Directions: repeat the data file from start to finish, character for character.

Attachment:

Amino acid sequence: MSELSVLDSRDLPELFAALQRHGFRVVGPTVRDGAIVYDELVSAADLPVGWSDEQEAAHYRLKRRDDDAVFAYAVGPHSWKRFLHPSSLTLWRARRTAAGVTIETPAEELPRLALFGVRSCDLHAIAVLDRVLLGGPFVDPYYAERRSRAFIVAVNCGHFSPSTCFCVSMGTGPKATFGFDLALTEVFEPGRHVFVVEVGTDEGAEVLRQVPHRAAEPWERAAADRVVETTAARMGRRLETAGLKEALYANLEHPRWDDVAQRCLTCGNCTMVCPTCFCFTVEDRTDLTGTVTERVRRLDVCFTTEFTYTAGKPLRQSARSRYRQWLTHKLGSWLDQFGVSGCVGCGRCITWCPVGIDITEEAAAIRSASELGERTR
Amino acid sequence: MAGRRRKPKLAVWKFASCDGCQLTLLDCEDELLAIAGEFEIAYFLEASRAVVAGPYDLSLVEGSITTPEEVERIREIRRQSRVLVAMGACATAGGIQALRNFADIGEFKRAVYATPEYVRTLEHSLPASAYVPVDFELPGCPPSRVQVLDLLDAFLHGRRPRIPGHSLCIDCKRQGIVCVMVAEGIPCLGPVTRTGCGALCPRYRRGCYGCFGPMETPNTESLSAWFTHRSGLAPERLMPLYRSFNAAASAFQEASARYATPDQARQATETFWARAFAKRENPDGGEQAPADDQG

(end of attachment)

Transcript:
Amino acid sequence: MSELSVLDSRDLPELFAALQRHGFRVVGPTVRDGAIVYDELVSAADLPVGWSDEQEAAHYRLKRRDDDAVFAYAVGPHSWKRFLHPSSLTLWRARRTAAGVTIETPAEELPRLALFGVRSCDLHAIAVLDRVLLGGPFVDPYYAERRSRAFIVAVNCGHFSPSTCFCVSMGTGPKATFGFDLALTEVFEPGRHVFVVEVGTDEGAEVLRQVPHRAAEPWERAAADRVVETTAARMGRRLETAGLKEALYANLEHPRWDDVAQRCLTCGNCTMVCPTCFCFTVEDRTDLTGTVTERVRRLDVCFTTEFTYTAGKPLRQSARSRYRQWLTHKLGSWLDQFGVSGCVGCGRCITWCPVGIDITEEAAAIRSASELGERTR
Amino acid sequence: MAGRRRKPKLAVWKFASCDGCQLTLLDCEDELLAIAGEFEIAYFLEASRAVVAGPYDLSLVEGSITTPEEVERIREIRRQSRVLVAMGACATAGGIQALRNFADIGEFKRAVYATPEYVRTLEHSLPASAYVPVDFELPGCPPSRVQVLDLLDAFLHGRRPRIPGHSLCIDCKRQGIVCVMVAEGIPCLGPVTRTGCGALCPRYRRGCYGCFGPMETPNTESLSAWFTHRSGLAPERLMPLYRSFNAAASAFQEASARYATPDQARQATETFWARAFAKRENPDGGEQAPADDQG